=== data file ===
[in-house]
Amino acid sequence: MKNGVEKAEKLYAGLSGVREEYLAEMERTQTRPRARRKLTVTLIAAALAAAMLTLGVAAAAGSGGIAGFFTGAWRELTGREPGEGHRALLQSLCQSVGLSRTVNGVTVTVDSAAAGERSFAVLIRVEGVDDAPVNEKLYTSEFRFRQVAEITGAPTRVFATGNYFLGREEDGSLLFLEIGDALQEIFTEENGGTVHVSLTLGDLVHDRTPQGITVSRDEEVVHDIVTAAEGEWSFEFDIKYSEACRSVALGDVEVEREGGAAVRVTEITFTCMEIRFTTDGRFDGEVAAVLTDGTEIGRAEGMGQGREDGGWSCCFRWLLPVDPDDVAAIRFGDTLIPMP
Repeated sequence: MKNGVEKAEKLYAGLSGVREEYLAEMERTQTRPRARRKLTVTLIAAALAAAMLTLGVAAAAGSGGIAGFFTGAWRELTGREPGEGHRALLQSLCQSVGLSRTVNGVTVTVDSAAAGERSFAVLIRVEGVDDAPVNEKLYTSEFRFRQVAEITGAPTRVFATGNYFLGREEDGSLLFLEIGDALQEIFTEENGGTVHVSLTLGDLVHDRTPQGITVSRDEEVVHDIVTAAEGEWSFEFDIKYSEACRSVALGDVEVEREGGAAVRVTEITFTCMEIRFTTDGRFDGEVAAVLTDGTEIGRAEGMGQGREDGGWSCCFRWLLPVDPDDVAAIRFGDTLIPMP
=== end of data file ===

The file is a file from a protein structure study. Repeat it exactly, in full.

[in-house]
Amino acid sequence: MKNGVEKAEKLYAGLSGVREEYLAEMERTQTRPRARRKLTVTLIAAALAAAMLTLGVAAAAGSGGIAGFFTGAWRELTGREPGEGHRALLQSLCQSVGLSRTVNGVTVTVDSAAAGERSFAVLIRVEGVDDAPVNEKLYTSEFRFRQVAEITGAPTRVFATGNYFLGREEDGSLLFLEIGDALQEIFTEENGGTVHVSLTLGDLVHDRTPQGITVSRDEEVVHDIVTAAEGEWSFEFDIKYSEACRSVALGDVEVEREGGAAVRVTEITFTCMEIRFTTDGRFDGEVAAVLTDGTEIGRAEGMGQGREDGGWSCCFRWLLPVDPDDVAAIRFGDTLIPMP
Repeated sequence: MKNGVEKAEKLYAGLSGVREEYLAEMERTQTRPRARRKLTVTLIAAALAAAMLTLGVAAAAGSGGIAGFFTGAWRELTGREPGEGHRALLQSLCQSVGLSRTVNGVTVTVDSAAAGERSFAVLIRVEGVDDAPVNEKLYTSEFRFRQVAEITGAPTRVFATGNYFLGREEDGSLLFLEIGDALQEIFTEENGGTVHVSLTLGDLVHDRTPQGITVSRDEEVVHDIVTAAEGEWSFEFDIKYSEACRSVALGDVEVEREGGAAVRVTEITFTCMEIRFTTDGRFDGEVAAVLTDGTEIGRAEGMGQGREDGGWSCCFRWLLPVDPDDVAAIRFGDTLIPMP